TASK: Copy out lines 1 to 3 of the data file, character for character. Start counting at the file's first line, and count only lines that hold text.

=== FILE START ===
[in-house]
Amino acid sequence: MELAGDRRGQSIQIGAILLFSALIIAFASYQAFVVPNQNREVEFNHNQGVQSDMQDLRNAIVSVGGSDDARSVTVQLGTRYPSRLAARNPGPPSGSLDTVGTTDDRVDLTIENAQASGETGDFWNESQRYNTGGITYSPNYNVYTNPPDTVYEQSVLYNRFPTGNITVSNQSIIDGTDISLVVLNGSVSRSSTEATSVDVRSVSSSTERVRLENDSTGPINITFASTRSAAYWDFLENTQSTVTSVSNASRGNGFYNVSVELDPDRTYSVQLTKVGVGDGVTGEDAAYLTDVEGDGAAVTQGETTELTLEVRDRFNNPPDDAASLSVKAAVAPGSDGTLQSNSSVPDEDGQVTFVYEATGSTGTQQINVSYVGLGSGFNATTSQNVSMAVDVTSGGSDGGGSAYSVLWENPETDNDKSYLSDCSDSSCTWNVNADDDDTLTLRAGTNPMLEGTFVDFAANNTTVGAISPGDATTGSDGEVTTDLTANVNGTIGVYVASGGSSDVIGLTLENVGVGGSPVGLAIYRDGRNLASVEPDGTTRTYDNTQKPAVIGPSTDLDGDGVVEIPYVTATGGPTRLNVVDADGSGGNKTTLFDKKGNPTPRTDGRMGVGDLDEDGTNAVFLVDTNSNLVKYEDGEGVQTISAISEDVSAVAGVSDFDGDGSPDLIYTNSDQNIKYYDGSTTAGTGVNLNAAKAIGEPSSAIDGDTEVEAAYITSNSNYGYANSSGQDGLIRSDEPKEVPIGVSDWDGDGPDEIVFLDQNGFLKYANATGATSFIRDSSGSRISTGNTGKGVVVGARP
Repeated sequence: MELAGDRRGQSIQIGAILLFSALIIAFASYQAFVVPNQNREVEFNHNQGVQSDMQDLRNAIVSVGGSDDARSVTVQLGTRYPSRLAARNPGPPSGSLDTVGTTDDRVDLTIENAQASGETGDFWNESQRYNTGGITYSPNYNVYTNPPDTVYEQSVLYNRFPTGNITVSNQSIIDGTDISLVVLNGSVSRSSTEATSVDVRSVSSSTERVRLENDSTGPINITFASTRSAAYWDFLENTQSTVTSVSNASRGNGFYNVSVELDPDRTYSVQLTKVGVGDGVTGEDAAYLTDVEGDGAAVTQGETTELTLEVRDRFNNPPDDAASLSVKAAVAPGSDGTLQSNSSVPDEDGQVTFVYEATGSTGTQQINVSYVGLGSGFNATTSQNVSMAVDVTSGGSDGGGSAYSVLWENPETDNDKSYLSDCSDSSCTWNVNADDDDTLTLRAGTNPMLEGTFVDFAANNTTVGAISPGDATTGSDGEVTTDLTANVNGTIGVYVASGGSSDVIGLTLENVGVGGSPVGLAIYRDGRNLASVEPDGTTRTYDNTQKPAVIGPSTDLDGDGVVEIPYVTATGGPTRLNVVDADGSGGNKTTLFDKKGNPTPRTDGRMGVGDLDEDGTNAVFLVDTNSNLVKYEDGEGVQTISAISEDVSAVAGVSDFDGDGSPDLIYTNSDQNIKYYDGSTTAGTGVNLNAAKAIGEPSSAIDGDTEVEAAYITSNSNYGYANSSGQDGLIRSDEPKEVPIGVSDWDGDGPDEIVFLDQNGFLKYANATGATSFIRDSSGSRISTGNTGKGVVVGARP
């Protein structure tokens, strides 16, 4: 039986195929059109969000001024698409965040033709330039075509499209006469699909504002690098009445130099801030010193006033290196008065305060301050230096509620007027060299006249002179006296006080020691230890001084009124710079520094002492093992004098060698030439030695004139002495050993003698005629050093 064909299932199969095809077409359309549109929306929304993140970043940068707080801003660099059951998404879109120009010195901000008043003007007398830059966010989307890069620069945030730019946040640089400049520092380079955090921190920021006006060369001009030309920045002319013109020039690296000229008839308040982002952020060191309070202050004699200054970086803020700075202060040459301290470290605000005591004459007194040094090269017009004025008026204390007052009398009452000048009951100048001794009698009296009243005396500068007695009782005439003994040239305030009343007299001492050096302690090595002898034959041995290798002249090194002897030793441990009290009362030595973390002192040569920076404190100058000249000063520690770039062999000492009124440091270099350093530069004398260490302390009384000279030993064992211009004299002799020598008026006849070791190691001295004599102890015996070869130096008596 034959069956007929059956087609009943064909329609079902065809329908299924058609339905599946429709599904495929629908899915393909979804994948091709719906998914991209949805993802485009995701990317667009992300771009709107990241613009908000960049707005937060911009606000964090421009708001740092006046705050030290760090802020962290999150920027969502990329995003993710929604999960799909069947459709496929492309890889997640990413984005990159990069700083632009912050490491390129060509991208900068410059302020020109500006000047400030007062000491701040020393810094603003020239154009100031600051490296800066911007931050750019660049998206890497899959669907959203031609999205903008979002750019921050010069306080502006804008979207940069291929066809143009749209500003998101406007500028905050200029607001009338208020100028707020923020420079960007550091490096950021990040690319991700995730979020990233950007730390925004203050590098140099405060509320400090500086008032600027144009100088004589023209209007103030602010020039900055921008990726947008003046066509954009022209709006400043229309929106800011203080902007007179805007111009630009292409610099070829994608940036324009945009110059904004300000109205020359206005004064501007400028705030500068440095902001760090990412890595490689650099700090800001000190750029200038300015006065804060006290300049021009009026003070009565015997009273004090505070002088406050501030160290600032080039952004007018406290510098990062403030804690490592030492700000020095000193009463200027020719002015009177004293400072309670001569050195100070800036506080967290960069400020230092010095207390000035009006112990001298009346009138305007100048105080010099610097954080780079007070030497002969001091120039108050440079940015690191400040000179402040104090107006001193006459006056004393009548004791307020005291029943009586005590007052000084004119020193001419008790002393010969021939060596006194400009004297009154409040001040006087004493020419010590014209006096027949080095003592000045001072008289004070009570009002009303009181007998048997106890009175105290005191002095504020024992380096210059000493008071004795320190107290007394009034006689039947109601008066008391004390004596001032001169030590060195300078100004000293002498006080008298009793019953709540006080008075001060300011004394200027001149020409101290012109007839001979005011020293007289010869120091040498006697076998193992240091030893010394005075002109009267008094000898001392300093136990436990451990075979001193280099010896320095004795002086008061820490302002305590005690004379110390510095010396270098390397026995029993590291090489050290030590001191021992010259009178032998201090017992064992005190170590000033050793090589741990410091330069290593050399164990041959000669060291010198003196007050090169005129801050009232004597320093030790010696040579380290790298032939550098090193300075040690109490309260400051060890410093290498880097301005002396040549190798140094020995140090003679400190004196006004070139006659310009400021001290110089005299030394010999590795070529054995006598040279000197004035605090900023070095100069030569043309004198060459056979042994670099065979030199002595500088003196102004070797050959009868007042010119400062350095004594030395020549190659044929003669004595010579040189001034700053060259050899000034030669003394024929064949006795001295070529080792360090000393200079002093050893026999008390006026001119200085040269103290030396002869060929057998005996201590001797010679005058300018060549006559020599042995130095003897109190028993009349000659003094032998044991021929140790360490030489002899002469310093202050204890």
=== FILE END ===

[in-house]
Amino acid sequence: MELAGDRRGQSIQIGAILLFSALIIAFASYQAFVVPNQNREVEFNHNQGVQSDMQDLRNAIVSVGGSDDARSVTVQLGTRYPSRLAARNPGPPSGSLDTVGTTDDRVDLTIENAQASGETGDFWNESQRYNTGGITYSPNYNVYTNPPDTVYEQSVLYNRFPTGNITVSNQSIIDGTDISLVVLNGSVSRSSTEATSVDVRSVSSSTERVRLENDSTGPINITFASTRSAAYWDFLENTQSTVTSVSNASRGNGFYNVSVELDPDRTYSVQLTKVGVGDGVTGEDAAYLTDVEGDGAAVTQGETTELTLEVRDRFNNPPDDAASLSVKAAVAPGSDGTLQSNSSVPDEDGQVTFVYEATGSTGTQQINVSYVGLGSGFNATTSQNVSMAVDVTSGGSDGGGSAYSVLWENPETDNDKSYLSDCSDSSCTWNVNADDDDTLTLRAGTNPMLEGTFVDFAANNTTVGAISPGDATTGSDGEVTTDLTANVNGTIGVYVASGGSSDVIGLTLENVGVGGSPVGLAIYRDGRNLASVEPDGTTRTYDNTQKPAVIGPSTDLDGDGVVEIPYVTATGGPTRLNVVDADGSGGNKTTLFDKKGNPTPRTDGRMGVGDLDEDGTNAVFLVDTNSNLVKYEDGEGVQTISAISEDVSAVAGVSDFDGDGSPDLIYTNSDQNIKYYDGSTTAGTGVNLNAAKAIGEPSSAIDGDTEVEAAYITSNSNYGYANSSGQDGLIRSDEPKEVPIGVSDWDGDGPDEIVFLDQNGFLKYANATGATSFIRDSSGSRISTGNTGKGVVVGARP
Repeated sequence: MELAGDRRGQSIQIGAILLFSALIIAFASYQAFVVPNQNREVEFNHNQGVQSDMQDLRNAIVSVGGSDDARSVTVQLGTRYPSRLAARNPGPPSGSLDTVGTTDDRVDLTIENAQASGETGDFWNESQRYNTGGITYSPNYNVYTNPPDTVYEQSVLYNRFPTGNITVSNQSIIDGTDISLVVLNGSVSRSSTEATSVDVRSVSSSTERVRLENDSTGPINITFASTRSAAYWDFLENTQSTVTSVSNASRGNGFYNVSVELDPDRTYSVQLTKVGVGDGVTGEDAAYLTDVEGDGAAVTQGETTELTLEVRDRFNNPPDDAASLSVKAAVAPGSDGTLQSNSSVPDEDGQVTFVYEATGSTGTQQINVSYVGLGSGFNATTSQNVSMAVDVTSGGSDGGGSAYSVLWENPETDNDKSYLSDCSDSSCTWNVNADDDDTLTLRAGTNPMLEGTFVDFAANNTTVGAISPGDATTGSDGEVTTDLTANVNGTIGVYVASGGSSDVIGLTLENVGVGGSPVGLAIYRDGRNLASVEPDGTTRTYDNTQKPAVIGPSTDLDGDGVVEIPYVTATGGPTRLNVVDADGSGGNKTTLFDKKGNPTPRTDGRMGVGDLDEDGTNAVFLVDTNSNLVKYEDGEGVQTISAISEDVSAVAGVSDFDGDGSPDLIYTNSDQNIKYYDGSTTAGTGVNLNAAKAIGEPSSAIDGDTEVEAAYITSNSNYGYANSSGQDGLIRSDEPKEVPIGVSDWDGDGPDEIVFLDQNGFLKYANATGATSFIRDSSGSRISTGNTGKGVVVGARP